In fact, Mr. Gilbert is intrigued by this visual element, which, he says, fits into "the thread that we're doing with the operas that we're presenting with Doug Fitch." He is referring to the final work performed this season, a multimedia presentation of Janšˇcek's opera The Cunning Little Vixen (June 22 _25), directed and designed by Mr. Fitch. Mr. Gilbert has made a point of describing the production as staged. "Something is either staged or it's not," he says, "and we are going to stage this production. It's going to have a fully realized visual picture."
However, Alan Gilbert is not by any means narrowly focused on new music. His season includes Mendelssohn's Elijah, with bass-baritone Gerald Finley (who sang the lead role in Mr. Gilbert's 2008 performances of John Adams's Dr. Atomic at The Metropolitan Opera) : in the work's 12th performance by the Philharmonic (November 10 _13); Brahms's Violin Concerto, with Pinchas Zukerman, and Symphony No. 4 (October 14 _16); and a rich helping of Beethoven, including the Violin Concerto with Midori (November 12 at Carnegie Hall) and Symphony No. 3, Eroica (May 4 _7).
Indeed, Mr. Gilbert will be leading several programs with links to one celebrated Philharmonic music director, Gustav Mahler, and with advice from another, Leonard Bernstein. This season marks the 150th anniversary of Mahler's birth, and the 100th anniversaries of both his final Philharmonic season and his death. Mr. Gilbert will lead performances of the Symphonies Nos. 6 (September 29 _ October 1) and 5 (April 27 _30), as well as the song cycle Kindertotenlieder with baritone Thomas Hampson (January 6 _8). He has also invited other conductors to lead other Mahler works, specifically Sir Colin Davis (who conducts Des Knaben Wunderhorn, with soprano Dorothea R‹schmann and tenor Ian Bostridge, December 2 _4, 7), and Daniel Harding (Symphony No. 4, with soprano Lisa Milne, March 3 _5).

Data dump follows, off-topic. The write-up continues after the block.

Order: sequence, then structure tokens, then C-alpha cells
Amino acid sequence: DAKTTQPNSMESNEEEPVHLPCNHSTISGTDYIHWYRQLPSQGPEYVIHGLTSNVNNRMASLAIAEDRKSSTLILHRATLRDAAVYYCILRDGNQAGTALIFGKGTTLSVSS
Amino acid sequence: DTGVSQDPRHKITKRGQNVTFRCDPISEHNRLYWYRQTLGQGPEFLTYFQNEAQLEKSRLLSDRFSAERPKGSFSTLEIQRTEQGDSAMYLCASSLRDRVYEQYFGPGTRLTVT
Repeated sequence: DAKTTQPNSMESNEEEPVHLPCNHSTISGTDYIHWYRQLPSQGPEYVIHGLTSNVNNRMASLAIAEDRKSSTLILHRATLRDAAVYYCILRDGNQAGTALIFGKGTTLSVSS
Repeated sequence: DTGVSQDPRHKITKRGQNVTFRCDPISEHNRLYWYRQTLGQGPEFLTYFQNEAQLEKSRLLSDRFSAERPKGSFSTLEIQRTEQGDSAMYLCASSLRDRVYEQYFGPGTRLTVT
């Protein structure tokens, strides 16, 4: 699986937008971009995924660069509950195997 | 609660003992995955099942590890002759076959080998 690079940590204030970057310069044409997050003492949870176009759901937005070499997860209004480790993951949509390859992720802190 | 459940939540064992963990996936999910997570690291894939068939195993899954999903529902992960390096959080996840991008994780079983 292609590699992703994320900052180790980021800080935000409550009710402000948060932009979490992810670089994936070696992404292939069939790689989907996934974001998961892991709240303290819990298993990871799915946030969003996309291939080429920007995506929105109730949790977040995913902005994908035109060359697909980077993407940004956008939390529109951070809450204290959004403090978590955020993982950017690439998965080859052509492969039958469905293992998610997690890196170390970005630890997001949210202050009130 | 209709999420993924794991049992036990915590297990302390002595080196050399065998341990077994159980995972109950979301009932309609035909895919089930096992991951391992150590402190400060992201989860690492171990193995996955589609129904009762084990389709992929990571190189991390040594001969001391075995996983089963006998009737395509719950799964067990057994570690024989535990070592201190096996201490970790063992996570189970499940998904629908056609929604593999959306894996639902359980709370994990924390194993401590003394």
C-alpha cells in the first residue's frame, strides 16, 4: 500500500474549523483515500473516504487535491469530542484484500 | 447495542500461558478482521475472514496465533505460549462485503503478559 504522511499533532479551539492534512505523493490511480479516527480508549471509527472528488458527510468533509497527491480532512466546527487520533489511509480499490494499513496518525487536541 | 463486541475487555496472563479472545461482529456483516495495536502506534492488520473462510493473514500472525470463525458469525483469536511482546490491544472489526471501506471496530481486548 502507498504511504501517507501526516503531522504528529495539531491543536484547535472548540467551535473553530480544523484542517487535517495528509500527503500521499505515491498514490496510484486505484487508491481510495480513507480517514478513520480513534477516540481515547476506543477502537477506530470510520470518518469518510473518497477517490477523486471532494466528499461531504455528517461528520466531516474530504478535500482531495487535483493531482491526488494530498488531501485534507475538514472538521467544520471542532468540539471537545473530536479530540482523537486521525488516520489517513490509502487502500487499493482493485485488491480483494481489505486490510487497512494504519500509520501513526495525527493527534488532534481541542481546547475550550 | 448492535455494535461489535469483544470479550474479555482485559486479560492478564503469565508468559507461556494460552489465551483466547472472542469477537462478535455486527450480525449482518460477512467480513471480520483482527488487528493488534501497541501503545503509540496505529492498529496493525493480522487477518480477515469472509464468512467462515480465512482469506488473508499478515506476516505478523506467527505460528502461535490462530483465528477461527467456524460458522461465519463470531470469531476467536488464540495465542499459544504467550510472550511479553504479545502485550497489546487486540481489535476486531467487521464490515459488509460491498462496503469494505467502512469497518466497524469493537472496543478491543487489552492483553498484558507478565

The Philharmonic's current Music Director has particular feelings for the Symphony No. 6: "It is a deeply despairing, pessimistic work," he observes. "Something about the ending is just utterly devastating." Still, he also finds in it some of "the most ecstatic, unbelievably happy, beautiful music that I think Mahler ever, ever wrote." The composer, he says, "was trying to paint a picture of life with this symphony." Mr. Gilbert adds: "I have to say, every time I conduct Mahler I think of Lenny. That's because, on the last page of the Philharmonic's score of the Symphony No. 9, Bernstein wrote a few phrases about how important it is to conduct very, very slowly. On the last page he wrote : and this is amazing : 'Have the courage to stay in eight.' I agree: if you keep it as slow as it is, I think it really works. It becomes endless."
That somber conclusion does not describe this season, or the vision held by this Music Director. "I try to choose pieces I want to do, and that I think the Orchestra should play and that our audiences should hear. The most important thing is to know that any way you feel about a piece is okay, but it's really worth giving everything we play the chance. I hope people will say, 'Oh, the New York Philharmonic has decided to play it, obviously it's worth trying out and there's a reason to do it.' I want a trust to develop, for there to be a real relationship between the Orchestra and our public."
Peter W. Goodman is an assistant professor of journalism at Hofstra University. For many years he was a music critic for Newsday and New York Newsday.